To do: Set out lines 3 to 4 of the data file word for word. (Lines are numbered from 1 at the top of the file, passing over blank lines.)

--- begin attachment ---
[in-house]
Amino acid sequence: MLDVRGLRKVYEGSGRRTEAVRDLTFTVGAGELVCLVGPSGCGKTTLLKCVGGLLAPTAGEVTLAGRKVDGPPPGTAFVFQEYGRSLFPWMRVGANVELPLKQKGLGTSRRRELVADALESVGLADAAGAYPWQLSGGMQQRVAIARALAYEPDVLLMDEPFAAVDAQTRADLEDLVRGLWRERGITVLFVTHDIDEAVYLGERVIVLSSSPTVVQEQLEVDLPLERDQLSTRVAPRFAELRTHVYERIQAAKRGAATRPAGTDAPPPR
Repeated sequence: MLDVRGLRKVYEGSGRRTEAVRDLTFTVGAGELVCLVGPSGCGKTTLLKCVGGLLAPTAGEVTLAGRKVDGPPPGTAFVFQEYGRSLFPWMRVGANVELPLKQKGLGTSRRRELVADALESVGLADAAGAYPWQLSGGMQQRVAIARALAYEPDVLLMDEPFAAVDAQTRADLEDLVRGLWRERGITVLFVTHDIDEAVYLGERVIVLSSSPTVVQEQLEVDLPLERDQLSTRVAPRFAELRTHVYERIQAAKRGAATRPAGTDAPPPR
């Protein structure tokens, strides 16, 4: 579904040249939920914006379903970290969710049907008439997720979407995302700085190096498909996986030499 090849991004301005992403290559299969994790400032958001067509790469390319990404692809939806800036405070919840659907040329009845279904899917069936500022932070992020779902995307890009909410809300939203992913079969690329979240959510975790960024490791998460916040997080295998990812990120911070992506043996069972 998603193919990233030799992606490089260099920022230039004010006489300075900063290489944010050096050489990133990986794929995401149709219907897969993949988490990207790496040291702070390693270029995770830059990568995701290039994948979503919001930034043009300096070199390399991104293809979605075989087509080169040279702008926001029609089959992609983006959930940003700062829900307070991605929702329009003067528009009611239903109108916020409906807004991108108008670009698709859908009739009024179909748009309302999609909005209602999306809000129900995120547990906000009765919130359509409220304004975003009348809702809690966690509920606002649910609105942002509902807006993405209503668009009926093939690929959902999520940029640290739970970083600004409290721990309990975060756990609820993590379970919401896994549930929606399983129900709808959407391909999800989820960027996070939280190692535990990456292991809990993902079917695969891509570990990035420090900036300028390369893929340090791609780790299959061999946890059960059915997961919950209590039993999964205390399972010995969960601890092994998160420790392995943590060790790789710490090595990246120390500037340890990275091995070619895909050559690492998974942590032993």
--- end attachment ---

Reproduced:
Repeated sequence: MLDVRGLRKVYEGSGRRTEAVRDLTFTVGAGELVCLVGPSGCGKTTLLKCVGGLLAPTAGEVTLAGRKVDGPPPGTAFVFQEYGRSLFPWMRVGANVELPLKQKGLGTSRRRELVADALESVGLADAAGAYPWQLSGGMQQRVAIARALAYEPDVLLMDEPFAAVDAQTRADLEDLVRGLWRERGITVLFVTHDIDEAVYLGERVIVLSSSPTVVQEQLEVDLPLERDQLSTRVAPRFAELRTHVYERIQAAKRGAATRPAGTDAPPPR
């Protein structure tokens, strides 16, 4: 579904040249939920914006379903970290969710049907008439997720979407995302700085190096498909996986030499 090849991004301005992403290559299969994790400032958001067509790469390319990404692809939806800036405070919840659907040329009845279904899917069936500022932070992020779902995307890009909410809300939203992913079969690329979240959510975790960024490791998460916040997080295998990812990120911070992506043996069972 998603193919990233030799992606490089260099920022230039004010006489300075900063290489944010050096050489990133990986794929995401149709219907897969993949988490990207790496040291702070390693270029995770830059990568995701290039994948979503919001930034043009300096070199390399991104293809979605075989087509080169040279702008926001029609089959992609983006959930940003700062829900307070991605929702329009003067528009009611239903109108916020409906807004991108108008670009698709859908009739009024179909748009309302999609909005209602999306809000129900995120547990906000009765919130359509409220304004975003009348809702809690966690509920606002649910609105942002509902807006993405209503668009009926093939690929959902999520940029640290739970970083600004409290721990309990975060756990609820993590379970919401896994549930929606399983129900709808959407391909999800989820960027996070939280190692535990990456292991809990993902079917695969891509570990990035420090900036300028390369893929340090791609780790299959061999946890059960059915997961919950209590039993999964205390399972010995969960601890092994998160420790392995943590060790790789710490090595990246120390500037340890990275091995070619895909050559690492998974942590032993």